James Bulger’s mum vows to ‘never stop fighting’ for justice as she calls for inquiry | UK | News

James Bulger’s mum, Denise Fergus, has made a heartfelt plea to MPs, asking them to “stand with me” because she will “never stop fighting for” justice for her little boy.

Denise spoke about the “so many unanswered questions” that still “haunt” her regarding the tragic loss of her son. She was speaking out as she joined a debate in Parliament about whether there should be a public inquiry into the case of James’s murder.

She has been very open about her feelings on how the murder of her two-year-old son by ten-year-olds Robert Thompson and Jon Venables in February 1993 was handled.

Now, she wants an inquiry to look into what the people in charge knew when they let the boys out of jail in 2001 and if they could have stopped Venables from offending again.

Labour MP Jess Phillips read out Denise’s words to the MPs: “I am present today as the mother whose heart has been shattered and whose life has been forever dark after the loss of my dear son, James. For over 30 years, I have carried the unbearable weight of his absence, a void that can never be filled, a pain that never subsides… I am here to say I will never stop fighting for James. He cannot stand up for himself. So it is my duty as his mother to be his voice, his champion.”, reports the Mirror.

Denise pleaded with MPs to “stand with me to ensure that the mistakes of the past are not repeated”, explaining: “No parent should endure what I have. A loss of a child is an unspeakable tragedy.”

She continued: “There are so many unanswered questions that haunt me. Why were critical aspects of my son’s case overlooked? Why did it seem as though the most damning evidence was swept aside? “.

The missing pieces in the evidence collected by the police regarding Thompson and Venables’ sexual assault on James before they killed him became a point of concern. The lack of presentation at the trial, as well as to the parole board when Venables was discharged in 2001 and 2013 prompted many questions.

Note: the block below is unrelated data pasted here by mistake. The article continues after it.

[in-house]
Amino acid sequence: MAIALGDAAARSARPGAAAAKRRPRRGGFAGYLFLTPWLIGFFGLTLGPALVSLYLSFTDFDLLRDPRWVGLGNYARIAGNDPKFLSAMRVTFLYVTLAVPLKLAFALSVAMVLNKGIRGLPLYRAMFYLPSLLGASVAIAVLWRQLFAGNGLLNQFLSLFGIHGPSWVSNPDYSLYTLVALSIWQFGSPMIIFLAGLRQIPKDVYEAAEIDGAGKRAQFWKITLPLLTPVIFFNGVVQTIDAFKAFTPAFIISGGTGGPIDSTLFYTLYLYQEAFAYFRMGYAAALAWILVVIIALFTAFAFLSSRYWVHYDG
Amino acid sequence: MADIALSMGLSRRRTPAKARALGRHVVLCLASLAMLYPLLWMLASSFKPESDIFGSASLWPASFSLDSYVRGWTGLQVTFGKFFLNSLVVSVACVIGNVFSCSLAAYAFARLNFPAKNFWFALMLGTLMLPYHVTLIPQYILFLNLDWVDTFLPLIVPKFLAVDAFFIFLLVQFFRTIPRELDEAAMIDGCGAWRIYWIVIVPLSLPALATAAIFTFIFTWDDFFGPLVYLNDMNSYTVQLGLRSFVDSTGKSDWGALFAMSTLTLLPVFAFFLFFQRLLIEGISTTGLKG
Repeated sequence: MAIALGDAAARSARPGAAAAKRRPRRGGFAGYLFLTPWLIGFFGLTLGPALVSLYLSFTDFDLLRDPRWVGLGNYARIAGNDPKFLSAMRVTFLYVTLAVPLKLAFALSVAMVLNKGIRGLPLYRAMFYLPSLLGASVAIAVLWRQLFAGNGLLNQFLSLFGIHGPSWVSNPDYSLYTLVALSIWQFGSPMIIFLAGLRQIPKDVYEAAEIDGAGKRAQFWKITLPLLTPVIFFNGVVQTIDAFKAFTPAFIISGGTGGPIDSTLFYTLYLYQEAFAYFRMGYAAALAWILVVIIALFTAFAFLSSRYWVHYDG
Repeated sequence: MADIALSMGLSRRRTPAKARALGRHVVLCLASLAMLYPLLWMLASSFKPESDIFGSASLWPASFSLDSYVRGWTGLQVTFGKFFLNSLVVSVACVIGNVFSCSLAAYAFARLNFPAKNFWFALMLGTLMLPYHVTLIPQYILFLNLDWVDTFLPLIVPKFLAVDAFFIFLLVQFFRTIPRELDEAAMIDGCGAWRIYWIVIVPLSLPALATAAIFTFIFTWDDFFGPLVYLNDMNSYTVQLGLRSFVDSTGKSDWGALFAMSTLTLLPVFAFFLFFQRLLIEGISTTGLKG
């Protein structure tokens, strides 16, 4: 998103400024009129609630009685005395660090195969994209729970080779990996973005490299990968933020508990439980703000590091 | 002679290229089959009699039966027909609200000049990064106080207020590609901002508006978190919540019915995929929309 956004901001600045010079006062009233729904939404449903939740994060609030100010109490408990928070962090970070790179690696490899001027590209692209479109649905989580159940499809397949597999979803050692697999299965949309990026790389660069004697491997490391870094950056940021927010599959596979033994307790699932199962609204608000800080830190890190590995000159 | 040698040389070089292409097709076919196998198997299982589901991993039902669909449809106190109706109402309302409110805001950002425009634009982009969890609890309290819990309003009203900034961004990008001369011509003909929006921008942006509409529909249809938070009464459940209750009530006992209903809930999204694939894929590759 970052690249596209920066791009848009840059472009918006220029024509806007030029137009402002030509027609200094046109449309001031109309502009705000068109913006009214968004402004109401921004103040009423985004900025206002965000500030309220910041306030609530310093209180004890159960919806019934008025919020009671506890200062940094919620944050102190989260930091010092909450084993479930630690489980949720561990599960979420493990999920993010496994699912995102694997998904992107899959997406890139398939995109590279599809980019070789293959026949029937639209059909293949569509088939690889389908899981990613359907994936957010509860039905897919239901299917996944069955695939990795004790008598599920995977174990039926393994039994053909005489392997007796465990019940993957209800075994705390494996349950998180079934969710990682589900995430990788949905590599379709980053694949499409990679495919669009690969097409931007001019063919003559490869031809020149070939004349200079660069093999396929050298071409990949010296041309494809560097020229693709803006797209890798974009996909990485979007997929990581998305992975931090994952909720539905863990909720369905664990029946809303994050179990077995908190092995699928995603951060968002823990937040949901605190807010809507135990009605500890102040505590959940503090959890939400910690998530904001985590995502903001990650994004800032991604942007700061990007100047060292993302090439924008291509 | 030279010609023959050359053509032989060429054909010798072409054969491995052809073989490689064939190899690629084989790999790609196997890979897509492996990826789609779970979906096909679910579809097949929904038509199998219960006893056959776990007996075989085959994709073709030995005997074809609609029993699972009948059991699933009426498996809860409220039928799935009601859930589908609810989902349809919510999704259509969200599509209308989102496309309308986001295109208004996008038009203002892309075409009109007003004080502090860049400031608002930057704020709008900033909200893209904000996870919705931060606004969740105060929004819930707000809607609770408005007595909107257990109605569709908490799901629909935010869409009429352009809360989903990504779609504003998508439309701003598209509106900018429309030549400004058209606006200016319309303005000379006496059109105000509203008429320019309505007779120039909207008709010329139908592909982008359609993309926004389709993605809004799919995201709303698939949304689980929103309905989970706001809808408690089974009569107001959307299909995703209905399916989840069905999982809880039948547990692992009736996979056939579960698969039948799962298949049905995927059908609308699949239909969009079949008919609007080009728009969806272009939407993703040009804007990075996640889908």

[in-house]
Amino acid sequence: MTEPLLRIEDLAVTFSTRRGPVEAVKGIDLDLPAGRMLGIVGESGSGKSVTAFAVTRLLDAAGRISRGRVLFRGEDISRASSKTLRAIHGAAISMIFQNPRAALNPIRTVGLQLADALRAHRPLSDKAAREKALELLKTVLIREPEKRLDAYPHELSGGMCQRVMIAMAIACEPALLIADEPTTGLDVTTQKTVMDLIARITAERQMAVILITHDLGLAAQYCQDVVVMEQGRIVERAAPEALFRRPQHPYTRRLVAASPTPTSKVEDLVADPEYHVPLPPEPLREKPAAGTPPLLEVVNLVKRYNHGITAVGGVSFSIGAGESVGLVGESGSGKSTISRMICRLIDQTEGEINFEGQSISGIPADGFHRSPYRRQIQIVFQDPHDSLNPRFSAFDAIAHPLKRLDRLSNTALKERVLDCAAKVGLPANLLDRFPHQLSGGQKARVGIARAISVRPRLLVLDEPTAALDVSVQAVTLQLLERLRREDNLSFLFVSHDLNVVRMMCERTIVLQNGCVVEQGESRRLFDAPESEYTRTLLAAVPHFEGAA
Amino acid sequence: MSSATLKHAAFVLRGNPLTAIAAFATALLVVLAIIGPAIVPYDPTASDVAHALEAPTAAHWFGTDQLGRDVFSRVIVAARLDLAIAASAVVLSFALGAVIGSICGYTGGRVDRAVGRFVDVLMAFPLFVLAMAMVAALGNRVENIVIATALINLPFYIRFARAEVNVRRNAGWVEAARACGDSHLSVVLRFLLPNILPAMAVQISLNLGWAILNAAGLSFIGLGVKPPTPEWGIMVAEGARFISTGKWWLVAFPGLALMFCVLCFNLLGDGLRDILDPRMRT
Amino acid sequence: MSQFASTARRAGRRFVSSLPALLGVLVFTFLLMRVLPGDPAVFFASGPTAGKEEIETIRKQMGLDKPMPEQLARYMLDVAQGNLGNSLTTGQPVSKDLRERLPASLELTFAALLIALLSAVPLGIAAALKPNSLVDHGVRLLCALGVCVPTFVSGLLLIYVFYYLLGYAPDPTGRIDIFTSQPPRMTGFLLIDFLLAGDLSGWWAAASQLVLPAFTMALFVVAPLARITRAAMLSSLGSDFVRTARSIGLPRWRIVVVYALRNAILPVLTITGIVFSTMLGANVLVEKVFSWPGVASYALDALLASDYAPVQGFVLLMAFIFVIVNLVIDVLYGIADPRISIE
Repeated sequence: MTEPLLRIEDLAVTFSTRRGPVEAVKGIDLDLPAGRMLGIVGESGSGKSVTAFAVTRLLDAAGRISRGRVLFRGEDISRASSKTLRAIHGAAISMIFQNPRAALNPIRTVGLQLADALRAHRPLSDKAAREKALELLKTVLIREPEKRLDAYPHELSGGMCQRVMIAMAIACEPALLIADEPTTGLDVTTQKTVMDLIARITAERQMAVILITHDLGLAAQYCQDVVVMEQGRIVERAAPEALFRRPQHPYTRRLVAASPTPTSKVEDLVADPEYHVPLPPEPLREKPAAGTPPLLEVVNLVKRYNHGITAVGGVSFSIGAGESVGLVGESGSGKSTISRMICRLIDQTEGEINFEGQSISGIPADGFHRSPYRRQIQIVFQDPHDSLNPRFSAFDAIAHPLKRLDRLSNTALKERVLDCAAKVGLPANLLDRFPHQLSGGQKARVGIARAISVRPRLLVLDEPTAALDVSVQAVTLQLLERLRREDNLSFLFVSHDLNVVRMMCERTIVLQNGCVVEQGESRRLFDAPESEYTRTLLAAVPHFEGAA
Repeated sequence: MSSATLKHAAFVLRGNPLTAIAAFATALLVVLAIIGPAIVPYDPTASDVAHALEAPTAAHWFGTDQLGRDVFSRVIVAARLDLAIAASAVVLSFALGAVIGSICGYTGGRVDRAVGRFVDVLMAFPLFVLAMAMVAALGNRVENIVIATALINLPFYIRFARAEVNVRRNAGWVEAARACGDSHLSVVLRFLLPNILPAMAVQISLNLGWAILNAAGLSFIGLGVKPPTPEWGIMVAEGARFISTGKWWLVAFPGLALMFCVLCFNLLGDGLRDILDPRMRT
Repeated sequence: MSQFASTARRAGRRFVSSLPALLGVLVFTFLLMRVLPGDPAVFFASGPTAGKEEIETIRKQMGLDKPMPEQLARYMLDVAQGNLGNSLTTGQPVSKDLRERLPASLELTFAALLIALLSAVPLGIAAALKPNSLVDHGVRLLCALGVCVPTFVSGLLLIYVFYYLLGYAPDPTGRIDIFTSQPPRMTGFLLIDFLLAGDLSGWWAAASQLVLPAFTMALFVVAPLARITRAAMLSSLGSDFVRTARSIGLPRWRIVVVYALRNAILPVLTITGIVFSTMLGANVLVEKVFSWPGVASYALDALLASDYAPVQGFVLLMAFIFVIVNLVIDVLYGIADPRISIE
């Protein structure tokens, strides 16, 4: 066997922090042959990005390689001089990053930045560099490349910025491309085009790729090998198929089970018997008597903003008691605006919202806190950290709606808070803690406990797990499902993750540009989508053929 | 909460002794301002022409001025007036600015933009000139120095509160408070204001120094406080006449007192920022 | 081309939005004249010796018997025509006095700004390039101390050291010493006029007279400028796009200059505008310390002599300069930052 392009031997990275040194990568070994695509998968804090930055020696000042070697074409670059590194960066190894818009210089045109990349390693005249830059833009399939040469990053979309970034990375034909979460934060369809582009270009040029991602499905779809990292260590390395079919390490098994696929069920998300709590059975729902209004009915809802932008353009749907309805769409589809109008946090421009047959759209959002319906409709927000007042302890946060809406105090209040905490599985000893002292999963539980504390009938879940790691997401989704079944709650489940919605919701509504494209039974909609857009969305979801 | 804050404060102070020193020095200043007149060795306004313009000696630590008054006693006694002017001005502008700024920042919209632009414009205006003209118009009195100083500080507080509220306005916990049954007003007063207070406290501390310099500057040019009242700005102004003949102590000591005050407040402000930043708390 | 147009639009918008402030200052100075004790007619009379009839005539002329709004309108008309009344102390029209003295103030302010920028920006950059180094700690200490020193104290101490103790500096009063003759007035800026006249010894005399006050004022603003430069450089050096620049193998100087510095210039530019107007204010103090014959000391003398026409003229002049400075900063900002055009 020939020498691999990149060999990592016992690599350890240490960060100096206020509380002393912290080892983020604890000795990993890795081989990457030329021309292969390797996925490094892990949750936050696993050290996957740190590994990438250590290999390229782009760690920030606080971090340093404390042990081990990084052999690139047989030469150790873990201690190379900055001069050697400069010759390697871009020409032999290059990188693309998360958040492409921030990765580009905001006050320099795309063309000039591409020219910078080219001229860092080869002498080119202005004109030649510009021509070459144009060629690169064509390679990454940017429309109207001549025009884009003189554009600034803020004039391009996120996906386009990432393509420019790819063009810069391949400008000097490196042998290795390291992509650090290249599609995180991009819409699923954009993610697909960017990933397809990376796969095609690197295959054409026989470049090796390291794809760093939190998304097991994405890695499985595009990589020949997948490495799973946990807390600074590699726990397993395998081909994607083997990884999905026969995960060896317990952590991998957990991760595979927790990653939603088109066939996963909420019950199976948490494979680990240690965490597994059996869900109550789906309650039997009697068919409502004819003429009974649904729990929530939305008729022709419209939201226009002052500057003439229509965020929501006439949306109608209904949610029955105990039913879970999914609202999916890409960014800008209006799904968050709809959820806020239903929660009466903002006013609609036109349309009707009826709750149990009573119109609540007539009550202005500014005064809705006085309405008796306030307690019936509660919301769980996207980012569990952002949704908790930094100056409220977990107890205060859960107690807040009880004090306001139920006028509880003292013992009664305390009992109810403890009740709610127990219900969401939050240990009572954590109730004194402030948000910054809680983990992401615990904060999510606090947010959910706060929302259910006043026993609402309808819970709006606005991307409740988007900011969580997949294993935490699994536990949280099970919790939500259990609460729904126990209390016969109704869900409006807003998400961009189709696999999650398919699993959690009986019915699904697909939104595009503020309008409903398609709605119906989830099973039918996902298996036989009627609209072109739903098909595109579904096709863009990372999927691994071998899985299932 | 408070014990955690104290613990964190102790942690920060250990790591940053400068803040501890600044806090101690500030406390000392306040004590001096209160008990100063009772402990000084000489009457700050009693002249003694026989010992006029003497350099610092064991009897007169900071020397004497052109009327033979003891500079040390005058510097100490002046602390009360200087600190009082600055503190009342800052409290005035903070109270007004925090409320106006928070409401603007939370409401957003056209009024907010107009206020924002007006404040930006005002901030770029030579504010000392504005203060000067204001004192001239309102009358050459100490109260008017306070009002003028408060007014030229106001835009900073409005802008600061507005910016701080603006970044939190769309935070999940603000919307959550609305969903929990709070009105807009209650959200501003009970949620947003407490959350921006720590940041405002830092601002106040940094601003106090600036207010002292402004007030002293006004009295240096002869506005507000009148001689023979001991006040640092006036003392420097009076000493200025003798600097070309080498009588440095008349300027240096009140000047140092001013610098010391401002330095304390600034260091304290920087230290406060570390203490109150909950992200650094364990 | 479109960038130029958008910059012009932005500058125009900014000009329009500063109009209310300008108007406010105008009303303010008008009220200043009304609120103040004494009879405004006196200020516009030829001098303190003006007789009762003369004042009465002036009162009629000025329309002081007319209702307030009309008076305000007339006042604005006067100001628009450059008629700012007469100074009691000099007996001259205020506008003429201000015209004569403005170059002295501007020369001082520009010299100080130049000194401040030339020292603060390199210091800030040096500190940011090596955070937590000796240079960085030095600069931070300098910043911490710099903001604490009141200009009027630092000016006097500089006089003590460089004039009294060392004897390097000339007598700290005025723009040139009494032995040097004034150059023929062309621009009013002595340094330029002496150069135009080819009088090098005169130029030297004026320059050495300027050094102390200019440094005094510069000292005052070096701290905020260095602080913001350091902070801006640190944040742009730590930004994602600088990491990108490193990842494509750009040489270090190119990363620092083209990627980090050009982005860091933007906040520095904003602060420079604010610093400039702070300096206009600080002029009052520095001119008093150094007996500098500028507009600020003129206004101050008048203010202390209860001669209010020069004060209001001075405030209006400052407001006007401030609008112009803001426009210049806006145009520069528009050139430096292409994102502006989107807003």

Venables reoffended twice over child abuse images and Denise has campaigned to keep him in jail.

However, even though the parole board deemed him unfit for release last year, there have been concerns about why he was released initially.

Labour MP for Wavertree Paula Barker said it was “unbelievably cruel” James’s family is having to still fight for justice as she said it was “staggering” to deny them a public inquiry. She voiced her support for a public inquiry, condemning those who argue against it saying: “I support a public inquiry. Those in power toss out the usual lines: ‘It’s too expensive, time-consuming and resource intensive. There’s nothing to see here,'” she stated.

Shadow Minister for Courts Alex Cunningham described the crimes committed as “absolutely horrifying” and said it was “impossible” to imagine “the pain, suffering and trauma” the family have had to endure. He questioned how decisions were made about the release of Venables on multiple occasions.

“We have long been concerned on the side of the house about the gaps in our criminal justice system which means that dangerous offenders are being released,” he added. “This poses a huge risk to public safety and undermines faith and confidence in our justice system.”

Justice Minister Edward Argar paid tribute to Ms Fergus and her family’s “tireless and dignified campaign to obtain justice for her son James”. “The murder of James was a crime which rightly shocked the nation and continues to do so,” he said.

However, he confirmed there would be no public inquiry into the case. “While I do fully appreciate the significant concerns which have been expressed, and indeed the strength and sincerity of the feelings on this issue, I’m afraid I’m not in a position today to announce a public inquiry,” he said.

Mr Argar also confirmed Venable’s sexual interest in young children was not logged on his files until after he was recalled to prison in 2010. “My understanding is that prior to his recall in connection with possessing illegal images of children in 2010, the supervising agencies were not aware of Venables’ sexual interest in children,” he said.

Denise said: “For the first time, a member of government confirmed there was no reference on Jon Venables record to his sexual interest in young children until he reoffended in 2010. This is despite the justice system knowing this in 1993. Surely Venables’ reoffending would have been prevented if this had to be included in his sentencing at the time of James’ murder.”

She added: “We are disappointed that the minister Ed Argar deemed that a public inquiry would not be possible. We still believe it is still essential to establish James’ truth.”

She welcomed the “minister’s openness to discuss the potential for a review that would cover failings from 2010 onwards” despite not announcing a public inquiry.

James was abducted from a shopping centre in Bootle, Merseyside. His body was found two miles away on a railway line in Walton, Liverpool.

The 10 year old killers served eight years in a young offenders’ institute before being released on licence in 2001.

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